Words are the most powerful, most human tool you can use to connect with people.
The pen is mightier than the sword, wars are begun with a single word… these sayings exist for a reason – because communication is vital.
It’s often true that actions speak louder than words, but action backed up without proper communication is doomed to fail.
But how do you go about communicating properly? Sometimes people think great communication is just natural and can’t be learned, but there are some key rules you can follow that will sort it out in no time:
- Don’t assume that just because you know something, everyone else knows it too. Make sure you are updating your team regularly on progress, on what needs to be done next, and what needs to improve.
- Never leave anyone guessing what you want – if someone does the wrong thing because you didn’t manage to communicate properly, that’s on you – not them!
- Communication is written or verbal: an important form of verbal communication is feedback which should be given frequently. Feedback keeps people on track, allows them to improve, and boosts morale when you give compliments.
- For important or complex things, it is better to communicate first verbally (so questions can be asked) and then in written form, probably via email. This means people can refer back to it when they need to check something.
- Make sure when you are actively communicating, do it clearly. Don’t use jargon if it isn’t necessary, and use language everyone on the team can understand. You’ll be saving yourself time re-explaining things when you do this!
Beyond just doing the talking, the other half of communication is listening. If you don’t listen, you will not understand where your team are coming from and you will miss out loads of amazing possibilities.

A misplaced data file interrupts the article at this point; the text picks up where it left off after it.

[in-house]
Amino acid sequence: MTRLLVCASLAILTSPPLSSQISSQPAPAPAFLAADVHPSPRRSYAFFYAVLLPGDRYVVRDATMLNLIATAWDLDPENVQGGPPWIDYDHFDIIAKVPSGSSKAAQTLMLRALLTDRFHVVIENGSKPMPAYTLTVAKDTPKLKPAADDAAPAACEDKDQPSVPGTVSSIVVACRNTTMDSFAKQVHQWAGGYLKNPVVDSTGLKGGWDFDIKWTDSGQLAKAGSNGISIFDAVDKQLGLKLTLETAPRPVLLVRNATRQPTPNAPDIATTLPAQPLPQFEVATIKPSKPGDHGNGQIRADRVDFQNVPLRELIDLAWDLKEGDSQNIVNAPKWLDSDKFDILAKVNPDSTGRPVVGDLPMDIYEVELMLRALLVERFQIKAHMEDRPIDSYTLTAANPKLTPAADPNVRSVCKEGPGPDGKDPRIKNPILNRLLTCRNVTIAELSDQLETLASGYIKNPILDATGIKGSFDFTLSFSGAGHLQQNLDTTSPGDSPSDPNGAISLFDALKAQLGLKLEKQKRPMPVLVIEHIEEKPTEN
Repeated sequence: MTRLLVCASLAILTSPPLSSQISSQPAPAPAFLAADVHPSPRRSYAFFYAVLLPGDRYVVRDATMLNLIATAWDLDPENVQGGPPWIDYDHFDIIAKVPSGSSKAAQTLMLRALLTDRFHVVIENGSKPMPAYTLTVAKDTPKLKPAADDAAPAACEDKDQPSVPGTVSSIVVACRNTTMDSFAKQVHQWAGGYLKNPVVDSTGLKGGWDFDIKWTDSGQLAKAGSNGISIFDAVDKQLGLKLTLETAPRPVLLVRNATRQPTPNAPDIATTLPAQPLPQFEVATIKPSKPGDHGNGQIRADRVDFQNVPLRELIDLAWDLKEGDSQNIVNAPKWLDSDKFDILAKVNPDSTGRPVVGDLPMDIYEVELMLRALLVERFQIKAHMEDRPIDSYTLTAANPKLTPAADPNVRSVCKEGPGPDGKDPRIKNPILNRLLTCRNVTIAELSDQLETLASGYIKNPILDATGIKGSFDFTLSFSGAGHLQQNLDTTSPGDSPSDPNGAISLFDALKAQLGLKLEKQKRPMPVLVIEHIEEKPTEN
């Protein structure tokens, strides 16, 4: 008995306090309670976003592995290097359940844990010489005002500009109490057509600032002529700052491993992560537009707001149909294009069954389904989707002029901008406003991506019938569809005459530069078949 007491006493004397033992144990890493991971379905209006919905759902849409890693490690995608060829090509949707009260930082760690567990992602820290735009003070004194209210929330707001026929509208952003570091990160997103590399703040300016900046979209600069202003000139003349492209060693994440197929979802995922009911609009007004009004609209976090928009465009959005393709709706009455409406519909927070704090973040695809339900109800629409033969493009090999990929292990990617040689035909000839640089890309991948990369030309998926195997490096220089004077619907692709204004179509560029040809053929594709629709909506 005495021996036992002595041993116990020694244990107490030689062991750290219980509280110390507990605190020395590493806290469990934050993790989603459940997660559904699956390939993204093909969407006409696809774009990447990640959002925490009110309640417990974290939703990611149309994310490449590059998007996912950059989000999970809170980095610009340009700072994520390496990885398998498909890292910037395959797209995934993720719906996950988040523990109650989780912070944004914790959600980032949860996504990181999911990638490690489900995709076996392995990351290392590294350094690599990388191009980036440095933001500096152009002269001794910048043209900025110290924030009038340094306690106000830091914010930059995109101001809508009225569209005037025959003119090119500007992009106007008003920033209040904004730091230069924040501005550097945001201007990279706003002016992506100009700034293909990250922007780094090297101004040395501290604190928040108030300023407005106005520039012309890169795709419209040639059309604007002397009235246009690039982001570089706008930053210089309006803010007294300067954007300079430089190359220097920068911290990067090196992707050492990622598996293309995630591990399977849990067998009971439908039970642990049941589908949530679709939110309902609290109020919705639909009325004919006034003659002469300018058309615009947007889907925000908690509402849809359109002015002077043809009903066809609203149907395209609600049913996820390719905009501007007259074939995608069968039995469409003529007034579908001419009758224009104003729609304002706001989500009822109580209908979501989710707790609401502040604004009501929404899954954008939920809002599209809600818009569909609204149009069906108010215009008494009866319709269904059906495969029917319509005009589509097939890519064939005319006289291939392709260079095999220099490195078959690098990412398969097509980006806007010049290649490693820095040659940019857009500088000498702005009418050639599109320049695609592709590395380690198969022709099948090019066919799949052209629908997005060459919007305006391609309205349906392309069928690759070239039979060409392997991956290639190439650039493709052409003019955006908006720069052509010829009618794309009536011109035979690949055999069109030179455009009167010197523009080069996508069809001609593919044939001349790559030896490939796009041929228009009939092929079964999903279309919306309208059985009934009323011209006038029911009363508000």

Tony Salvadar’s ‘The Listening Bias’ will give you some tips on how to be a better listener (and thus better communicator).
All of the above is mainly for practical communication. Sometimes, you will need to use your words to inspire other people, but as far as communication is concerned just keep in the back of your mind that inspirational speech is a tool in your armory.
How to Communicate Effectively:
- Know your vision and business plan inside out.
- Know each step that will need to be taken by the team.
- Use delegation skills (from above) to communicate what needs to be done.
- Use clear, concise language.
- Communicate positives often and timely.
- Use written communication for complex messages.
If you aren’t confident, no one else will be!
There is a very fine line between confident and cocky – and you don’t want to cross it!
Confidence is not:
- Boasting about your own achievements.
- Undermining other people for your own gain.
- Shouting and being brash.
- Being intimidating.
- Never rewarding people for their work.
Instead, confidence is:
- Making other people feel good about themselves.
- Quietly believing in your own and others’ abilities.
- Knowing that you can handle things that are thrown at you.
- Publicly rewarding others for their good work while staying quiet about your own.